TR/ST releases ‘The Destroyer – 2,’ the second half of a double album

The Destroyer – 2 by TR/ST

Royal Mountain Records

More than ever before Robert Alfons has let his delicate, somewhat odd and ephemeral voice come to the forefront of his music. At no point is this more evident than the opening track, “The Enduring Chill.” It’s an apt title and in some ways foreshadows the entire album, in that it’s a lot more expansive and desolate sounding than anything TR/ST has done before. There’s something hauntingly emotional about his vocal delivery. In the slow, cinematic opening to the album, he pushes his voice higher in the mix than usual. It’s at these slow, more contemplative moments that The Destroyer – 2 sets itself apart from past TR/ST albums.

It’s been a year since Alfons released The Destroyer – 1, which featured the return of collaborator Maya Postepski, who co-wrote and co-produced five tracks on that album. For The Destroyer – 2 Postepski only contributed to the closing track “Slow Burn.” Other contributors on this album include Lars Stalford (Health, Alice Glass) and Damien Taylor (The Prodigy, Bjork), each of whom co-produced and mixed several tracks throughout.

While The Destroyer – 2  still has its danceable moments, the album’s greatest strength is its depth and moodiness. Tracks like “Darling” and “Cor” present the listener with lush soundscapes that evoke feelings of longing and melancholy. Even when things pick up a bit on “Destroyer” there’s still a sense of unease that resonates throughout. Alfons’ voice is vulnerable and hypnotic. It’s so well-suited to this sinister darkwave atmosphere. It’s a sound that stands off on its own; as isolated in genre as it is in tone.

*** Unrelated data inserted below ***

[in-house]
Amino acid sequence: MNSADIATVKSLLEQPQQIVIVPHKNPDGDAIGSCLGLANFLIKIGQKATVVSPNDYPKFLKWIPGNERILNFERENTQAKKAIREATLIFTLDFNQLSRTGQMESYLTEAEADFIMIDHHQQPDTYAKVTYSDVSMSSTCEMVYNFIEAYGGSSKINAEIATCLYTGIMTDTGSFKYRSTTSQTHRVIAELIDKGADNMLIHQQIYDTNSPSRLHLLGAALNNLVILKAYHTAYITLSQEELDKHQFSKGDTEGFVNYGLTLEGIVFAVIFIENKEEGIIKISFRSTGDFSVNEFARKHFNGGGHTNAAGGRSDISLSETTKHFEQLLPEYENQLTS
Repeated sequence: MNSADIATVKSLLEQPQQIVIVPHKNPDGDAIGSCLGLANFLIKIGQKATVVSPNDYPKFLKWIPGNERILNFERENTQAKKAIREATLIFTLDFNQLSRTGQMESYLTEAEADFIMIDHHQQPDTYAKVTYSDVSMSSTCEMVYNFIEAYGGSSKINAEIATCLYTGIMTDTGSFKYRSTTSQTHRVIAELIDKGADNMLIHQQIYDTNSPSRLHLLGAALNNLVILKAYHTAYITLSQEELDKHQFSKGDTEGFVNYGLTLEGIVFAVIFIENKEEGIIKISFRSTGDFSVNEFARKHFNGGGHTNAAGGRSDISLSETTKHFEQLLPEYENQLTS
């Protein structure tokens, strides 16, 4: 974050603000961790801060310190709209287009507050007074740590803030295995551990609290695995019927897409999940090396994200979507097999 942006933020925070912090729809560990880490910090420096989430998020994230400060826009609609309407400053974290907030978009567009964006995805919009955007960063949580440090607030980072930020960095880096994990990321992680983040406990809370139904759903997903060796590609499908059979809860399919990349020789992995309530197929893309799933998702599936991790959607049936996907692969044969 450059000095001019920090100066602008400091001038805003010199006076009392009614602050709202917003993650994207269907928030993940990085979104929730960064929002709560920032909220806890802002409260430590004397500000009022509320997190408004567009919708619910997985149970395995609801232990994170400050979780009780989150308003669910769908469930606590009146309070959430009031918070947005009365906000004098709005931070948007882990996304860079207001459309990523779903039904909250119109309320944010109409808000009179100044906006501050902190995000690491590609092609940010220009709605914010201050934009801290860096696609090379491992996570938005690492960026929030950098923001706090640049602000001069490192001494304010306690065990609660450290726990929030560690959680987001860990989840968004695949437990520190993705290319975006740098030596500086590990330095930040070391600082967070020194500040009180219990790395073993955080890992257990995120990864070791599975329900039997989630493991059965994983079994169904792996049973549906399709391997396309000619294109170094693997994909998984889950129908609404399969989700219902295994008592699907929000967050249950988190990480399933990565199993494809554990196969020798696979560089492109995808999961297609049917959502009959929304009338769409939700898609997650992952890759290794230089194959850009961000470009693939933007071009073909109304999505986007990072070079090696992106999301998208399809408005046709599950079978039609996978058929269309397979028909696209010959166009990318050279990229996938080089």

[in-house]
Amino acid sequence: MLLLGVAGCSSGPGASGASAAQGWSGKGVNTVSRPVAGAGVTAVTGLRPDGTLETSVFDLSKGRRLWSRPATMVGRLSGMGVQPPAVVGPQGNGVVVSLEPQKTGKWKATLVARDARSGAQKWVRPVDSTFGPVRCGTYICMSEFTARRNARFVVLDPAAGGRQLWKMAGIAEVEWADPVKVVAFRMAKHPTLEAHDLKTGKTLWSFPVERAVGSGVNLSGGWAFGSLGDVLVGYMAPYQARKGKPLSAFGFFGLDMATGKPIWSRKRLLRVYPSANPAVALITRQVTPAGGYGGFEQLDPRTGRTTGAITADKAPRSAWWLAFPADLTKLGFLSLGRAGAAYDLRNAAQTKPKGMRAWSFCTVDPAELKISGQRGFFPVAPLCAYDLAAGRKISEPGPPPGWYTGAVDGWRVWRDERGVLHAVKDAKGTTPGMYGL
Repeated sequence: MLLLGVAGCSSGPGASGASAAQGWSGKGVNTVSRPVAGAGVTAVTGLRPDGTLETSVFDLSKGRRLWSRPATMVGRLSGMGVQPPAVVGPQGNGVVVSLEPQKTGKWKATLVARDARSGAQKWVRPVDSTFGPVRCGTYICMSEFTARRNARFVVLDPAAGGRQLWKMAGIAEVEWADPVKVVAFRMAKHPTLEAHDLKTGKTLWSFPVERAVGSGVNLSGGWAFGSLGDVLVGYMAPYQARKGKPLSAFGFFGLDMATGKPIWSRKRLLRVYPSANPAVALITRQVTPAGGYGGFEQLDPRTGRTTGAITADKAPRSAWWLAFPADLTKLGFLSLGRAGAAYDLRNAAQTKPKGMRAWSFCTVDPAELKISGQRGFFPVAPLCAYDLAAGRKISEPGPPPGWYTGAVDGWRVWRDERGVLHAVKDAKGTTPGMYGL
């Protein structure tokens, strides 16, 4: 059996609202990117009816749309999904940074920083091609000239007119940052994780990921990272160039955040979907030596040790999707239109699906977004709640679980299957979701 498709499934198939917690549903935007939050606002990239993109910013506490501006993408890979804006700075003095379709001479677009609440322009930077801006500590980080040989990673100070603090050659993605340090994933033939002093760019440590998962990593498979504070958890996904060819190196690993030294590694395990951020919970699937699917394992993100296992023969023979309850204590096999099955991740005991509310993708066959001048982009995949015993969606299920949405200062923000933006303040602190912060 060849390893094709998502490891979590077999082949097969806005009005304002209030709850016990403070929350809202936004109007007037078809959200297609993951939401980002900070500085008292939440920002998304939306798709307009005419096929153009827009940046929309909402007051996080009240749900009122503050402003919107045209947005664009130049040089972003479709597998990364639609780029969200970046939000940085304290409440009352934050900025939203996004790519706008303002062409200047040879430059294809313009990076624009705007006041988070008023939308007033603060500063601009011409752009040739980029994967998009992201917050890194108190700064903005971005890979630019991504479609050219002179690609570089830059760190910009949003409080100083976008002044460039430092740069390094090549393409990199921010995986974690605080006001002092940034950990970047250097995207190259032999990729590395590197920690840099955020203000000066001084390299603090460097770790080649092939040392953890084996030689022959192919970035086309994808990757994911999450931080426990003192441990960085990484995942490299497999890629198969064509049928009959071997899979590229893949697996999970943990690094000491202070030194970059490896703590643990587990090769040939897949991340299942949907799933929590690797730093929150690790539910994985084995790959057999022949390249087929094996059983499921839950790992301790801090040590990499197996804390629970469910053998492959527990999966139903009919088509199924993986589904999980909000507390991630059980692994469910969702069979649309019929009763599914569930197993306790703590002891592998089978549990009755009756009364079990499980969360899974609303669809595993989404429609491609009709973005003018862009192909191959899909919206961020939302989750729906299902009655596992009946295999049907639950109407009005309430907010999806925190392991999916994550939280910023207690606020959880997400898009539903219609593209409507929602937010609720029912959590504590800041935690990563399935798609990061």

For its delicate nature, The Destroyer – 2 is the perfect companion to The Destroyer – 1, which was a much grittier and uptempo collection of songs. If The Destroyer – 1 was a night at the club then The Destroyer – 2 is the come down the next morning. It’s morose and lonely, yet still familiar and self-aware. The pulsing of the bass and beat is still a fresh memory but the mood has turned completely, and we’re left looking at ourselves, wondering what we’ve become.

These kinds of risks need to be applauded; it’s exciting to see an artist try something new. Alfons has definitely opened himself up sonically on this album. He’s spent the past five years working on the songs we hear on the double album. It’s a monumental effort. He’s said himself that on The Destroyer – 2 he felt he was taking more risks, both musically and emotionally; you can hear it in the work. And it’s great to see that his emotions aren’t just communicated in the form of lyrics: “Shame” is a two-minute instrumental track that consists of slow, meandering piano notes struck so tenderly and so intently that it conveys perhaps the most emotional performance on the record without a single word.

In the anticipation of each note lives an expanse of expression and feeling. In a genre that’s often dominated by persistent rhythms and driving beats, the most daring thing an artist can do is slow things down to this extreme. Within that lull, all you have is time to think and reflect. It’s the antithesis of using music for escapism. It’s where The Destroyer – 2 finds its contemplative meaning and purpose.